“When face-to-face interaction is impossible or discouraged, digital government solutions become vitally important“
United Nations E-Government Survey 2020

Starting at the very beginning, parents can apply for a birth certificate for their child as soon as the child is born, via smartphone from the hospital. The certificate can then be saved in a personal digital vault to ensure it is secure, and shared with relevant organizations when necessary.

As the child moves through school and university, digital platforms exist to pay relevant fees and store documents such as exam results and certificates. The same goes for when a young adult needs to register for a driver’s license or national ID card. These important documents can be applied for online and kept in secure, digital storage systems to be accessed by the user as and when required.

Close up of a woman who does her health insurance online at home
Citizens can benefit from data-driven eGovernment services throughout their lives

Securing life’s most important moments

Even where physical documents, such as passports, remain the default option, digital solutions can complement their usage. Governments are increasingly turning to online platforms so that citizens can renew or report lost passports on the fly.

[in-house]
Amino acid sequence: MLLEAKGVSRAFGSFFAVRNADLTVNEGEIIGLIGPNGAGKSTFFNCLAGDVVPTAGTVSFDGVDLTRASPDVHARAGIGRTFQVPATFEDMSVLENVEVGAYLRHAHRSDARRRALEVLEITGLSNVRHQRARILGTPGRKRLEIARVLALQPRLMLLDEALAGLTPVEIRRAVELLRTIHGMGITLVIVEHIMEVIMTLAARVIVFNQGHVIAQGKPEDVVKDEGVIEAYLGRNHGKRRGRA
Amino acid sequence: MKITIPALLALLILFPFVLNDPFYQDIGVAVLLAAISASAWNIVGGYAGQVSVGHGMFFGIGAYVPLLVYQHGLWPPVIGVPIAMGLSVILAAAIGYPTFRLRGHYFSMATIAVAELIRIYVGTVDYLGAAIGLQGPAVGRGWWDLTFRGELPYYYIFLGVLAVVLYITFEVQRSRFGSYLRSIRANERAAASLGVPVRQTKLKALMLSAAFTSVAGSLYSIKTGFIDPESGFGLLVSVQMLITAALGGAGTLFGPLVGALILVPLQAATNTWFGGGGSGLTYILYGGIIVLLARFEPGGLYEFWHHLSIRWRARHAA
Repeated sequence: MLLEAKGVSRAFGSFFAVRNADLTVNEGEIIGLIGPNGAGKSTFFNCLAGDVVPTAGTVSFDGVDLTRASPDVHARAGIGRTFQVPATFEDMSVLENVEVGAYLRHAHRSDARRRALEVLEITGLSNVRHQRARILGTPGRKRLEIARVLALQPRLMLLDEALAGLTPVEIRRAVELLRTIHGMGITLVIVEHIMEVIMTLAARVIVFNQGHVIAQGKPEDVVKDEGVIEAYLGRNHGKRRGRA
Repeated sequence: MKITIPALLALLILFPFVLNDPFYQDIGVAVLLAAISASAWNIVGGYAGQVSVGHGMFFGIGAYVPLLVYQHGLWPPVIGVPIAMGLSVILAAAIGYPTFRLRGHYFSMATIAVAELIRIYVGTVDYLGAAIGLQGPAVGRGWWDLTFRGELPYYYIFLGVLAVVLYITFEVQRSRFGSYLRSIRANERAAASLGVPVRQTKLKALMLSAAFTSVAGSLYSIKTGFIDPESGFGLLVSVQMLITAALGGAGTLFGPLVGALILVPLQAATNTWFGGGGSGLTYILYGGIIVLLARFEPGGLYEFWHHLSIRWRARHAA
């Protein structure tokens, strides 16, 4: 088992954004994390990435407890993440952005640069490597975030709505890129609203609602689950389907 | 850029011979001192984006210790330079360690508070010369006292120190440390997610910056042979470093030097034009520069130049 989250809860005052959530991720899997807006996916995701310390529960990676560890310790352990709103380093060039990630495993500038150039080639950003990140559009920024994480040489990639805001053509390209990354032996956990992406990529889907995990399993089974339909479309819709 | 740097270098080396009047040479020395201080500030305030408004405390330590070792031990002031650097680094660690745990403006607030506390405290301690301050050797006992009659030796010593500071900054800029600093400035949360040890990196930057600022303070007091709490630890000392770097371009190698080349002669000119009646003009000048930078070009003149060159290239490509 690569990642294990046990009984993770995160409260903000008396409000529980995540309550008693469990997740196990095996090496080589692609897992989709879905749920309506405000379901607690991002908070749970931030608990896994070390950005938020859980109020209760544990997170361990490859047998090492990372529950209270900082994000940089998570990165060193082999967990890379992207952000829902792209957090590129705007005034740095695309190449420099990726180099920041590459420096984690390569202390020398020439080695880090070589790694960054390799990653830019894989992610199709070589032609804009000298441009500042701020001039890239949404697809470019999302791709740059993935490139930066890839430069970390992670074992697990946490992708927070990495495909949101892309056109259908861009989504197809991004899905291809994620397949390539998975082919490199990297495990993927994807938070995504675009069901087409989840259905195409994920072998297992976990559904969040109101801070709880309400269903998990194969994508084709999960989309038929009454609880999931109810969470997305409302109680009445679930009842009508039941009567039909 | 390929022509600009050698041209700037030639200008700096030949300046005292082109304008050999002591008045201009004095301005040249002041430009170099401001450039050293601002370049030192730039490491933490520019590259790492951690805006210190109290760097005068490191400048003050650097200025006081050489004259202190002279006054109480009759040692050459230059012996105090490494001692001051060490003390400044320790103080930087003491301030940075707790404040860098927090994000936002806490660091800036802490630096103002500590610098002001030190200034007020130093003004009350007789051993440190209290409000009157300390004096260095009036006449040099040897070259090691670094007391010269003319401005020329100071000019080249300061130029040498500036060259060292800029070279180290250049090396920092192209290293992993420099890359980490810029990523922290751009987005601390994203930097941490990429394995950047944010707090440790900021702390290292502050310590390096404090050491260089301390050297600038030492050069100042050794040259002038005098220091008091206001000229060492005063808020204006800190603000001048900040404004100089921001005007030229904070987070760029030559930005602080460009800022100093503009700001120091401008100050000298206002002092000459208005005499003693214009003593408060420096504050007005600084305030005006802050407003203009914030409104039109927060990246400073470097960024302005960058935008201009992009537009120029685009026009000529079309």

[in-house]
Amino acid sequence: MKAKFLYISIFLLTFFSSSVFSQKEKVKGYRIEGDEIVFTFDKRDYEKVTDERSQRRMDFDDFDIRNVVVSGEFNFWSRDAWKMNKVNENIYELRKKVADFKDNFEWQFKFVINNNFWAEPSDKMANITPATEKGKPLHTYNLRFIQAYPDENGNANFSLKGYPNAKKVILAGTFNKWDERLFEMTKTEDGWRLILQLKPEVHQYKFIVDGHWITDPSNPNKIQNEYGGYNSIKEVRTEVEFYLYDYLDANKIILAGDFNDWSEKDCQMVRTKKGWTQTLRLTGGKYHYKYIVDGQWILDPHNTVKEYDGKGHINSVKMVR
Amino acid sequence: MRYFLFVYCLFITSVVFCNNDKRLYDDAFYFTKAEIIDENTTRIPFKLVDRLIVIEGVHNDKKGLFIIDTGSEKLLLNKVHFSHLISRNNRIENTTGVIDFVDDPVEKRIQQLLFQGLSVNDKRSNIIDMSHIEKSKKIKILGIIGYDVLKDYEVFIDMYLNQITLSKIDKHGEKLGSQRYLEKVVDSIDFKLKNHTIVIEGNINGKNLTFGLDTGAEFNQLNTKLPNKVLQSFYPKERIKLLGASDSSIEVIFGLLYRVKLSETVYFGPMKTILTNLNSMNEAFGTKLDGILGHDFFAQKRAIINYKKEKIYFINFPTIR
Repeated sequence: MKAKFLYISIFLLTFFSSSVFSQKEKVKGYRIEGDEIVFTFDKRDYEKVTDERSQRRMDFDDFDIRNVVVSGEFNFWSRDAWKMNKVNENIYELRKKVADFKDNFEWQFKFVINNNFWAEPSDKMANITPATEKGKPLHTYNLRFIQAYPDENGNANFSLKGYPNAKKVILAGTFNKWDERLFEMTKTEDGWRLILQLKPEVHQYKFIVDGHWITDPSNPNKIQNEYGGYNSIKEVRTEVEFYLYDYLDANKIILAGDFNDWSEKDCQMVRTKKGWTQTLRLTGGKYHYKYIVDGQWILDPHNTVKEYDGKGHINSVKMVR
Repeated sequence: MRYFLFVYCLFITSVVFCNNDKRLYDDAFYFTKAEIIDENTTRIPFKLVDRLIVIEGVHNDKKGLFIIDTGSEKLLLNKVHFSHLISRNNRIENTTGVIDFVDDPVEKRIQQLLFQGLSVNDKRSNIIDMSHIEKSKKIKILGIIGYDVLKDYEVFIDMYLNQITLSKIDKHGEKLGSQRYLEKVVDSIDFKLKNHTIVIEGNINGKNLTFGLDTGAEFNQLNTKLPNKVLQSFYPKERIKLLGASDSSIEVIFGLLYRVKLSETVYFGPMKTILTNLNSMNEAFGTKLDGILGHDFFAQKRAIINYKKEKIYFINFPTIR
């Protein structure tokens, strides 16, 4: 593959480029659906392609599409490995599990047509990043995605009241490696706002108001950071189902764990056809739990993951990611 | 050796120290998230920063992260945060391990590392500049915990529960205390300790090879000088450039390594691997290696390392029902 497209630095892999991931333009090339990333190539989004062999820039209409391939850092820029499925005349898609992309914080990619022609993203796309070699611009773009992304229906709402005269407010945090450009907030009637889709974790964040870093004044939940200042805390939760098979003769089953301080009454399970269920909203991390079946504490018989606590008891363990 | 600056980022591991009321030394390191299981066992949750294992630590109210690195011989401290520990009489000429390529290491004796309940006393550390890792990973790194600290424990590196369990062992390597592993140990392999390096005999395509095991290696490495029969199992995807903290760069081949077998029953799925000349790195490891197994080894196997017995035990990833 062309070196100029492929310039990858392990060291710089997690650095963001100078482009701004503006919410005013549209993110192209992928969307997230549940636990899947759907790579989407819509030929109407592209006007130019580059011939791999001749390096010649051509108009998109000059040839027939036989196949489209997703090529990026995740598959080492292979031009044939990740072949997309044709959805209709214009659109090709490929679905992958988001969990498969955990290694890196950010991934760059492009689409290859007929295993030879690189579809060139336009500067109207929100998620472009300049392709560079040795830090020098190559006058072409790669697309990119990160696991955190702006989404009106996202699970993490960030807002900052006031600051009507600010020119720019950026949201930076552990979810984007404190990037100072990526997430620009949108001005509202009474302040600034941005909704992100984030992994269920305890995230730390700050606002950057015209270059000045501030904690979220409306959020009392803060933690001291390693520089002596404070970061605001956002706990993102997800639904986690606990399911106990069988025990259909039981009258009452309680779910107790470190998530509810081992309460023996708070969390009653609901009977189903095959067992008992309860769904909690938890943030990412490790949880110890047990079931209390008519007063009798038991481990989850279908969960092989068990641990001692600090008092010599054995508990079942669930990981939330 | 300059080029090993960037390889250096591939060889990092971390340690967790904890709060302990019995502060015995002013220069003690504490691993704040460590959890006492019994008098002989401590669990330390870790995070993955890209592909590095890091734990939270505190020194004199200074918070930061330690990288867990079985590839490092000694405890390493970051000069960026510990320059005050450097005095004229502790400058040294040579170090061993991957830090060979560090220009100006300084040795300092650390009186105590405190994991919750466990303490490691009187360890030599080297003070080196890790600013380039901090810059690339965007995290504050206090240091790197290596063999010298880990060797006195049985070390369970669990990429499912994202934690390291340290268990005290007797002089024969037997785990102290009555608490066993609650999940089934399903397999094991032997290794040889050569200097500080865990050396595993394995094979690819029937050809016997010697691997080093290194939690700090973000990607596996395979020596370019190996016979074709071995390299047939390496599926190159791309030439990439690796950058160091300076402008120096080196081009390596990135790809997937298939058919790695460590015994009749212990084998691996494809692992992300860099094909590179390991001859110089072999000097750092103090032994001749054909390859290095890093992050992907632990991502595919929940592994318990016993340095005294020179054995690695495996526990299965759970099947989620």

Digital tax is another area that is gaining a lot of traction around the globe. Once an individual gets a job, in many countries they can now apply for a tax number, fill out tax returns, and upload receipts online. Equally, it is possible to apply for and receive government funding, such as social security and disability benefits, or a state pension, on a digital platform.

Even some of life’s most important moments no longer require time-consuming and expensive bureaucracy. Marriages can be registered and marriage certificates applied for digitally, for example. In times of ill health, it is now possible to schedule and attend virtual appointments without a citizen leaving their home. The same goes for getting prescriptions.